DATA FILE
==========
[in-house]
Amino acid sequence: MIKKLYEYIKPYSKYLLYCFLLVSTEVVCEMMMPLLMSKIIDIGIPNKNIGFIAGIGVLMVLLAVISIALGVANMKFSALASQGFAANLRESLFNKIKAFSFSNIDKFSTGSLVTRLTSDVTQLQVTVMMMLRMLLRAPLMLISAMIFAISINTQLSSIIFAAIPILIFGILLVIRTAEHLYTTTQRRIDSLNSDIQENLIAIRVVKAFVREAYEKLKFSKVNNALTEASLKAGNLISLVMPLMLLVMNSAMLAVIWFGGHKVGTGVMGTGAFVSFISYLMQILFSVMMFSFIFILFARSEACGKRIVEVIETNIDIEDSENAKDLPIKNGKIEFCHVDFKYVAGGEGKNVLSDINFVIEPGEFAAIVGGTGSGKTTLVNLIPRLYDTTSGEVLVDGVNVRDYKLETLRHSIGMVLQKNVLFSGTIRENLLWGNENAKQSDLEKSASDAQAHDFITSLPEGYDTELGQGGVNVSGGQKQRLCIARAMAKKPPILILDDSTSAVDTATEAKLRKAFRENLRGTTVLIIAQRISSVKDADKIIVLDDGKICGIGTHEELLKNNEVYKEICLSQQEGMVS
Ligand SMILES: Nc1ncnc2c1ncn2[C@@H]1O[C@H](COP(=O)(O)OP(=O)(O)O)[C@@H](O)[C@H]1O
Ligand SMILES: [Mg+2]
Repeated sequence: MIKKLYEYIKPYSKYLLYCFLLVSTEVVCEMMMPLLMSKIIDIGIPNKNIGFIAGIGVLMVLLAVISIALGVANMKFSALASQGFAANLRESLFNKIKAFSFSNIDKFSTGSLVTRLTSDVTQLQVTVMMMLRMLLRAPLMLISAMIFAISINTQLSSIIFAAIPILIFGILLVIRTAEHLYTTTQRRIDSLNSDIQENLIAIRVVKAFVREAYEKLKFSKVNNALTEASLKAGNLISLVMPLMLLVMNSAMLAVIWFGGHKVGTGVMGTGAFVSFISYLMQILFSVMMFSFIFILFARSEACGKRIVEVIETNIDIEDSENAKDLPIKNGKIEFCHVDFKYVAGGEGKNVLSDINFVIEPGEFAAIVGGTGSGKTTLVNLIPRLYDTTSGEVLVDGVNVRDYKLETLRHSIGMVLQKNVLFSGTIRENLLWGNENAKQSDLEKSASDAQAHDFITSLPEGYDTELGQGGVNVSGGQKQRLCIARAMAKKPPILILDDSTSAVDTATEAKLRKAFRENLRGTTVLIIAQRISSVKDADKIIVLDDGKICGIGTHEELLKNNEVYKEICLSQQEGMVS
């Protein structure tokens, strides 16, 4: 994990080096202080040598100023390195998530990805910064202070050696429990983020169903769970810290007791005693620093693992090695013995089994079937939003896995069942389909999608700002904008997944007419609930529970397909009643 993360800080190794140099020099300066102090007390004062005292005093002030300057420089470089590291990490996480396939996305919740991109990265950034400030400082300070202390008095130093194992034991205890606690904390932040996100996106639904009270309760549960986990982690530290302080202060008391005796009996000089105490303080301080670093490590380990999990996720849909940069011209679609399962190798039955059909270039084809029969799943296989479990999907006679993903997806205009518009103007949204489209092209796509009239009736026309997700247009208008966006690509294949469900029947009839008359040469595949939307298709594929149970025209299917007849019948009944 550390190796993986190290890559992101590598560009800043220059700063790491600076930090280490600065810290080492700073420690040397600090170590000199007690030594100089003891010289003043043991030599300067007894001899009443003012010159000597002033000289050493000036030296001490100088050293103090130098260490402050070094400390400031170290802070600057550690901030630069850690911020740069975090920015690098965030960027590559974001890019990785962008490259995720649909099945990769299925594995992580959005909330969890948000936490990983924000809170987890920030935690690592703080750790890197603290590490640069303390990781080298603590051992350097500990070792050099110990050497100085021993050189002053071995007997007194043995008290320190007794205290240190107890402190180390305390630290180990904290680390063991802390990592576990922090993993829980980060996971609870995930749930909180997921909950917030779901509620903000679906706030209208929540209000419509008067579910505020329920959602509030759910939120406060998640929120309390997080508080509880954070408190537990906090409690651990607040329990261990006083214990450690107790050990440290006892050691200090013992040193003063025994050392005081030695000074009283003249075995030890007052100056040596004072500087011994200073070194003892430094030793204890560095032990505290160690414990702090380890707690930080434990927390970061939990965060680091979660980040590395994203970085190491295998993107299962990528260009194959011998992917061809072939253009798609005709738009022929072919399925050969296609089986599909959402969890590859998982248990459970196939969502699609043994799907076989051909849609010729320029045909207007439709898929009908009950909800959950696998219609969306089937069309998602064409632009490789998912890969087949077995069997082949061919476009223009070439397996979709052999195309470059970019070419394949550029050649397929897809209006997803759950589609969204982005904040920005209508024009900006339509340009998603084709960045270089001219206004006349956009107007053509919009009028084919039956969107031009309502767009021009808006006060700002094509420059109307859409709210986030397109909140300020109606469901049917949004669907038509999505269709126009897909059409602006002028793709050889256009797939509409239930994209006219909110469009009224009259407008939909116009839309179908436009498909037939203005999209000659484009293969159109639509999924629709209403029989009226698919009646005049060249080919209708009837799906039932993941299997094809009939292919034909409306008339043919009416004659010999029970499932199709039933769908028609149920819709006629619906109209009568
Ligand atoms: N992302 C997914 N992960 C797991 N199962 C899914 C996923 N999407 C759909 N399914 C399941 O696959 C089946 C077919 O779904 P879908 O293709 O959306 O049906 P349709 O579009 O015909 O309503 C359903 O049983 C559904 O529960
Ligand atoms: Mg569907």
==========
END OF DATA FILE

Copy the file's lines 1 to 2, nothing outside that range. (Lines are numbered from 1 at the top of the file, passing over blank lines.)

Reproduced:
[in-house]
Amino acid sequence: MIKKLYEYIKPYSKYLLYCFLLVSTEVVCEMMMPLLMSKIIDIGIPNKNIGFIAGIGVLMVLLAVISIALGVANMKFSALASQGFAANLRESLFNKIKAFSFSNIDKFSTGSLVTRLTSDVTQLQVTVMMMLRMLLRAPLMLISAMIFAISINTQLSSIIFAAIPILIFGILLVIRTAEHLYTTTQRRIDSLNSDIQENLIAIRVVKAFVREAYEKLKFSKVNNALTEASLKAGNLISLVMPLMLLVMNSAMLAVIWFGGHKVGTGVMGTGAFVSFISYLMQILFSVMMFSFIFILFARSEACGKRIVEVIETNIDIEDSENAKDLPIKNGKIEFCHVDFKYVAGGEGKNVLSDINFVIEPGEFAAIVGGTGSGKTTLVNLIPRLYDTTSGEVLVDGVNVRDYKLETLRHSIGMVLQKNVLFSGTIRENLLWGNENAKQSDLEKSASDAQAHDFITSLPEGYDTELGQGGVNVSGGQKQRLCIARAMAKKPPILILDDSTSAVDTATEAKLRKAFRENLRGTTVLIIAQRISSVKDADKIIVLDDGKICGIGTHEELLKNNEVYKEICLSQQEGMVS